In case you're worried that I don't know what day it is, don't be! I know that today is Wednesday, but I got caught up yesterday* and wasn't able to post this, so I figure I might as well get it out now when the film is still new to theaters and you aren't sick to death of hearing about it.
Or I would be worried about you getting sick of hearing about it if I thought that really anybody was actually talking about Home. Unfortunately, however, they aren't. Yup, it seems like yet another Dreamworks film with an engaging, multi-racial cast, and a compelling story about overcoming differences is being released to a wave of silence and crickets from the critical community. Wonderful.
And that's a damn shame, because Home, far from being the pandering drivel that its trailer seemed to suggest it would be, is actually a very smart and incredibly sincere story about learning to see things through other people's eyes, checking your privilege, and finding family in the weirdest places.
So, with all that having been said, what is Home actually about? Good question! As it turns out, it is almost exactly not what the trailer said it was about - nope. Instead, this is a movie about an alien invasion, and the invasion happens in the first five minutes.
Our main character, Oh (Jim Parsons), is a member of the alien race the Boov. The Boov consider themselves the "number one race at running away," and their entire culture is based around avoiding conflict. They're avoiding conflict specifically with another race, the Gorg, a fearsome looking race of like fire-breathing starfishes. Sort of. Anyway, the Boov are clearly the good guys because they're soft and squishy little squid things and they turn different colors based on their emotions. Adorable!
The Boov have had to abandon their last planet when the Gorg caught up with them, and now they're on their way to their new home: Earth! The Boov are informed by their fearless leader, Captain Smek (Steve Martin), that Earth is basically uninhabited. There is a native race of "humans" there, but the humans are backwards and stupid and need Boov help to improve themselves. So, as a basic part of the invasion, the Boov suction all the humans in the world up, and place them in little "human reserves" out in the middle of nowhere. Lots of houses and food and carnival rides and stuff so the humans are happy and can entertain themselves while the Boov take over all the rest of the planet.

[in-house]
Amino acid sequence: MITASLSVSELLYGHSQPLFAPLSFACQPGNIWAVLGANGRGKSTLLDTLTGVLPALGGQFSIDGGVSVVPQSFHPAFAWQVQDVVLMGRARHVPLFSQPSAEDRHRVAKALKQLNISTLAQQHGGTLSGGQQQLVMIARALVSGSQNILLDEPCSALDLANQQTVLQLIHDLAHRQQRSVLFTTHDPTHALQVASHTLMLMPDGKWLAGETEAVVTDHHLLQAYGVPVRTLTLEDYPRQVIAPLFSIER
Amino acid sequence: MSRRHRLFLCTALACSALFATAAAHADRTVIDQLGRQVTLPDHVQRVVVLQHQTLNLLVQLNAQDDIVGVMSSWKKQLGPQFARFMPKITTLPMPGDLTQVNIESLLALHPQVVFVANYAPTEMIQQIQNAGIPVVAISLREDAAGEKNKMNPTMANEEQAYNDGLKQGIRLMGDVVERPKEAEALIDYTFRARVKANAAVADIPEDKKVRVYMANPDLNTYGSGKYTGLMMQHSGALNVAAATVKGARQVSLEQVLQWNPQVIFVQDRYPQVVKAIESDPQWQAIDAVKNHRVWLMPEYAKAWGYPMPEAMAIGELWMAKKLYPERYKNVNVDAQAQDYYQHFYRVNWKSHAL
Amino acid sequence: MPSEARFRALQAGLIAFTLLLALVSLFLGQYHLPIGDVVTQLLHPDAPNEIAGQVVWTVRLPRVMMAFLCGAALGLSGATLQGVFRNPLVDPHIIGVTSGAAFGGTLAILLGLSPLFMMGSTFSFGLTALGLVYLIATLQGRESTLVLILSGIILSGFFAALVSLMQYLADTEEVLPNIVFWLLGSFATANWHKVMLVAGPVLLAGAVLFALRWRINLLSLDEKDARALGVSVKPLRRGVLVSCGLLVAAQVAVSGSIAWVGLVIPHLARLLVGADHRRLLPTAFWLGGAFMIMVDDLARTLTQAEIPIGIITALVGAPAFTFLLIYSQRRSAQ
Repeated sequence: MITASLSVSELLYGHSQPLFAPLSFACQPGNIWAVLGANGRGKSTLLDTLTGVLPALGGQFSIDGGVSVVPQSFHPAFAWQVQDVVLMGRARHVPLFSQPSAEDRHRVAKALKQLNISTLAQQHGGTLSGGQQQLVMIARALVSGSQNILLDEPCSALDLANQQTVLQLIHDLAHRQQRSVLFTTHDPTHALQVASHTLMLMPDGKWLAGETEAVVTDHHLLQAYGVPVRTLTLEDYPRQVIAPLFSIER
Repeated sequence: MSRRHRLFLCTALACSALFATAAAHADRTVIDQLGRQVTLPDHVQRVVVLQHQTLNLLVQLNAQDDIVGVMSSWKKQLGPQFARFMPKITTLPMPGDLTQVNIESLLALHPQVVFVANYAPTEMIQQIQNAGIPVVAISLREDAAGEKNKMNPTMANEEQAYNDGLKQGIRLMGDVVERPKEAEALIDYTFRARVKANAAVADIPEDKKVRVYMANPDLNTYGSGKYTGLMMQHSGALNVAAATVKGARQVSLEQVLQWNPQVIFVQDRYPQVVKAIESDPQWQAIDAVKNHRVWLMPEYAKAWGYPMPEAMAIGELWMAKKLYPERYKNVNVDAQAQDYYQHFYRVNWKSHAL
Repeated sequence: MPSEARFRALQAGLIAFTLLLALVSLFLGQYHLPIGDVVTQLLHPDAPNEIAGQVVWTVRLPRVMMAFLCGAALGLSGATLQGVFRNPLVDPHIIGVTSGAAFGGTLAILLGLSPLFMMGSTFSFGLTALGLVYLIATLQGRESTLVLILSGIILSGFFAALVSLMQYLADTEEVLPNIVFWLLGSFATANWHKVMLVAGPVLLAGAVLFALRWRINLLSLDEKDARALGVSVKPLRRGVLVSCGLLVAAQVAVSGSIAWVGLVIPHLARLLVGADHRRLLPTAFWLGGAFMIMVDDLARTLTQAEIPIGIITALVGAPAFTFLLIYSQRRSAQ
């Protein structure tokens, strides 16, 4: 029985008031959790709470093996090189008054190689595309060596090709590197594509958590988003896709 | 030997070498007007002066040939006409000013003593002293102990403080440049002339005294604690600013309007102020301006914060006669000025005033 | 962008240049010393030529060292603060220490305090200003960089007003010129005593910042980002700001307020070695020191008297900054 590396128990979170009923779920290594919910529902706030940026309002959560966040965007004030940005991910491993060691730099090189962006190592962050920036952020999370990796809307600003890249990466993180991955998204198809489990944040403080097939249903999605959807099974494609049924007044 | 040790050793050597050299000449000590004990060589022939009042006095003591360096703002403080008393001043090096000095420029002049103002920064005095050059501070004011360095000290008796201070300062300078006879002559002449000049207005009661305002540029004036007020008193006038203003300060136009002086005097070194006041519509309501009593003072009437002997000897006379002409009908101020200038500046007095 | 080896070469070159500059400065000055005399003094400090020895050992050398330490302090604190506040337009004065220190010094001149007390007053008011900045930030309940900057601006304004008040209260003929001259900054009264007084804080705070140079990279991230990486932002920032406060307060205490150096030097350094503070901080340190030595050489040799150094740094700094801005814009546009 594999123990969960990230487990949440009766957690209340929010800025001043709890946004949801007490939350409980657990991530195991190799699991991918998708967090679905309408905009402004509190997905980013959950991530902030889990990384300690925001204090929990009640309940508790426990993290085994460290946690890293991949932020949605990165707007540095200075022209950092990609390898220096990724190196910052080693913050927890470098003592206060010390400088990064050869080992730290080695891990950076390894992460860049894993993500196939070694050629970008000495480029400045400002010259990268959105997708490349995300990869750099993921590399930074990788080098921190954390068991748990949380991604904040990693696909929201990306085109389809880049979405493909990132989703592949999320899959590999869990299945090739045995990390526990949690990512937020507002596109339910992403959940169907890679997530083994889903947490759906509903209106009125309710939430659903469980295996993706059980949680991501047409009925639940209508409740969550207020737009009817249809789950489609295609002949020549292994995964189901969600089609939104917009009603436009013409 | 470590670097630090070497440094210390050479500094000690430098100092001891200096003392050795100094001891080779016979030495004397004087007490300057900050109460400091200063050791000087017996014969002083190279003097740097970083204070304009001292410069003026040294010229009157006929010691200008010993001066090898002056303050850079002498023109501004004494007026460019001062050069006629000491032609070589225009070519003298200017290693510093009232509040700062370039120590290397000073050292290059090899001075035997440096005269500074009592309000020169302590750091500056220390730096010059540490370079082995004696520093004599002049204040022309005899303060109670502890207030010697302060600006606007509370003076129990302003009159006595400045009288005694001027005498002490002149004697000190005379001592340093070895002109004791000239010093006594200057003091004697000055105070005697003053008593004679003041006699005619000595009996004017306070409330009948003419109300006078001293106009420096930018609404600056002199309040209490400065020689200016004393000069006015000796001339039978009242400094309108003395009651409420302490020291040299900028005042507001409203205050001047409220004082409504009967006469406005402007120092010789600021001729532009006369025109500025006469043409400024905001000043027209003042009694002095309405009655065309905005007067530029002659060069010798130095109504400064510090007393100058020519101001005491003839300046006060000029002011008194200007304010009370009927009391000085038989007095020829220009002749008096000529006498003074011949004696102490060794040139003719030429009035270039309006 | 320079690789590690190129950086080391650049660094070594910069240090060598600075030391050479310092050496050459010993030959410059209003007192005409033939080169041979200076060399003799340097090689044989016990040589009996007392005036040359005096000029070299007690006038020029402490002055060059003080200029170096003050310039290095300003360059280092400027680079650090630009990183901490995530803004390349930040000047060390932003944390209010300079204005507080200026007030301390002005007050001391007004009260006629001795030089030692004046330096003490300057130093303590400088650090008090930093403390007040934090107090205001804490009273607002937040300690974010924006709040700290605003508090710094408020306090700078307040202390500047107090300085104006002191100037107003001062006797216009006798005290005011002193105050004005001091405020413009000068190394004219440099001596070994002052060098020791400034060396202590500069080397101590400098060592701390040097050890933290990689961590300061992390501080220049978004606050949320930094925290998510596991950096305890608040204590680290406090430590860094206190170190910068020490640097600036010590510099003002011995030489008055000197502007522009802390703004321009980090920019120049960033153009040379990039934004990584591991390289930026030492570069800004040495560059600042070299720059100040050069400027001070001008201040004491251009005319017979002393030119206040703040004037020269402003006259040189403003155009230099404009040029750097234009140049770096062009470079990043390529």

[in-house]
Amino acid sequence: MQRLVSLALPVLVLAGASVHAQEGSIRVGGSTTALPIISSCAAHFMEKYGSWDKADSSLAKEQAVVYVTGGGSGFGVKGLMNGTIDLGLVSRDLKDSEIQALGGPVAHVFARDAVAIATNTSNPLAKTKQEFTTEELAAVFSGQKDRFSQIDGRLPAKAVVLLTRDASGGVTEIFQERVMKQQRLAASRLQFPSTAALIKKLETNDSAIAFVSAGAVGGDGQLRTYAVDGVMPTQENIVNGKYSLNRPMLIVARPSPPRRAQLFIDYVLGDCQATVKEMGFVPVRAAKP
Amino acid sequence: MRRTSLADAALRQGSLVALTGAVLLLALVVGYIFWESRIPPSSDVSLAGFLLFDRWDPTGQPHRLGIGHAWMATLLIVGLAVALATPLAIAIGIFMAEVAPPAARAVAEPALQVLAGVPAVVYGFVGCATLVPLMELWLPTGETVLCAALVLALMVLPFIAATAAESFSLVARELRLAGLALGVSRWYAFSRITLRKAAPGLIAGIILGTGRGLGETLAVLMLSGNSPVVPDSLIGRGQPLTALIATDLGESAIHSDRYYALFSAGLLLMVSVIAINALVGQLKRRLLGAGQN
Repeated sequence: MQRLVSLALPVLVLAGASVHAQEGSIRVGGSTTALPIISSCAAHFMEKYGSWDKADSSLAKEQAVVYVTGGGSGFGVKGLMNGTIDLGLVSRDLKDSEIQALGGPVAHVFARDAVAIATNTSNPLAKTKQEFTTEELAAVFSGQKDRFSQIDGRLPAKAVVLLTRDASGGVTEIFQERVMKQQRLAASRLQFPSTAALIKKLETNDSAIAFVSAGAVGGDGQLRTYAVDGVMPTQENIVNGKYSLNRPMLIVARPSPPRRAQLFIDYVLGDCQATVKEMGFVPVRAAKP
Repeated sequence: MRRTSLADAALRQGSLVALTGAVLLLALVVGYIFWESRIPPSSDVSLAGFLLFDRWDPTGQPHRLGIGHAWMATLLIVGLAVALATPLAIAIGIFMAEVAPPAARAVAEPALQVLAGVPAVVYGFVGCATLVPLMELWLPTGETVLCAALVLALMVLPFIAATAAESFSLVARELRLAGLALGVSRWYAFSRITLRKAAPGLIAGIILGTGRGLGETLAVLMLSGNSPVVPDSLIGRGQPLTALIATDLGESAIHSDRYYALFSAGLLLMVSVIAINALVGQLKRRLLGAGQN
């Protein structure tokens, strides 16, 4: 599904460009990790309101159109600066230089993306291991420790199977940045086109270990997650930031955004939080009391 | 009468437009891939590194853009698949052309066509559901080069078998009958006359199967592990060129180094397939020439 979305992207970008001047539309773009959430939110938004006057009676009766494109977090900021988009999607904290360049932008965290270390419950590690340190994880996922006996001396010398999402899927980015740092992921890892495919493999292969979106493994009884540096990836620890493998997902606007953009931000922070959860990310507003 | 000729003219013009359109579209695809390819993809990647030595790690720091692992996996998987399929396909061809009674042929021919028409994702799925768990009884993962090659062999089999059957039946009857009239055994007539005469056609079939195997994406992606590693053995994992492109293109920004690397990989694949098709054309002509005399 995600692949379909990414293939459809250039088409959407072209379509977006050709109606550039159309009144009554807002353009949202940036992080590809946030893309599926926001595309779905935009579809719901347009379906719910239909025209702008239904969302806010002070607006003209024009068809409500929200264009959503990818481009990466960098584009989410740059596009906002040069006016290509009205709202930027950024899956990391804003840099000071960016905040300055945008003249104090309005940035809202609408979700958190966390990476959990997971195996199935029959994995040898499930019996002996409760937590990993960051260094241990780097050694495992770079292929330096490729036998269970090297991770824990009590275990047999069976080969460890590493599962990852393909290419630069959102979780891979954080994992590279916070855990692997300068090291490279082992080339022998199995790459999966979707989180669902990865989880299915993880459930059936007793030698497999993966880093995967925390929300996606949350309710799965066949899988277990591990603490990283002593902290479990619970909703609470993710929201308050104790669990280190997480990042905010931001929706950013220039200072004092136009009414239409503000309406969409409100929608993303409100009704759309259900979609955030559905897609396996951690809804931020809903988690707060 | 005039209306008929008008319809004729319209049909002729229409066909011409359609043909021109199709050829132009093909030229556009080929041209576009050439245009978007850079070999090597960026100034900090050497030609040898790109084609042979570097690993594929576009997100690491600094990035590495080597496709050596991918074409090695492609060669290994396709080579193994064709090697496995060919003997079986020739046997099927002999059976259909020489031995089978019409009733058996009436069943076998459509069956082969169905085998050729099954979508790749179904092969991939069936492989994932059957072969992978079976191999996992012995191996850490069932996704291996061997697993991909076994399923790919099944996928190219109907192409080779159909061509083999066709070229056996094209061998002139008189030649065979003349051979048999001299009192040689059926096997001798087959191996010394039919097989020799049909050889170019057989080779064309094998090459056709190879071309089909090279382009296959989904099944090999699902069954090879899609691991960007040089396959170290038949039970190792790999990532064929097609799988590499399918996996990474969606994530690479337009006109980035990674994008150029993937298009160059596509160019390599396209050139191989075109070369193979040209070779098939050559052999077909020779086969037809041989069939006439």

Oh is, for the record, totally on board with this plan. He's** very excited to make a new life in this new planet, and he looks forward to being social with his friends and neighbors. Just one problem: Boov don't really do social stuff. Their entire culture is based on conformity and cowardice. They do not interact with each other and they do not throw housewarming parties, and they do not like Oh.
Because he's not stupid and he knows what's going to happen to him, Oh runs like hell away from the cops who would very much like to arrest him. And as he's running away, he runs straight into Tip, aka Gratuity Tucci (Rihanna), the lone human left outside of the human preserves. Tip was just chilling with her mom when the invasion began, but due to a mixup with the Boov's human-identifying device (her cat got in the way), Tip and her cat, Pig, were left behind while her mother was taken away. And so Tip understandably hates the Boov and desperately wants to find her mother.
How fortunate (sarcasm) then that her first encounter after finally grabbing the car and making a break for it, is with Oh. Tip is super pissed at Oh at first, but as time goes on, she realizes that he's running too, and he realizes that Captain Smek might have left out some key information about the humans when he gave them the briefing on this planet.
So from there it's pretty much a silly adventure film. Oh makes Tip's car into a hovercar (using a slushie machine) and ends up taking her to Boov headquarters in Paris so she can find her mom. In the process they are pursued by Boov agents (who just want to get Oh's password so they can cancel the email before it reaches the Gorg), and so on. It's silly and fun and very adorable.
Essentially, the story they tell here is one where the alien invaders don't view the humans on Earth as being equal to them, and so they put them in camps "for their own good". They completely discount the idea that anything the humans have could be useful to them, and they refuse to acknowledge anything that the Boov cannot use as being useful at all. And the Boov sort of generally assume that humans will love them, for no other reason than that they "saved" them - an idea which is fervently crushed by Tip in her first minute on screen.
In short, the Boov have a lot of privilege in this story, the privilege to not have to consider the human point of view, and when Oh is confronted by Tip's side of the story, he is shocked to realize that the Boov have not been greeted as the great liberators they were told they were, but rather as evil invading aliens.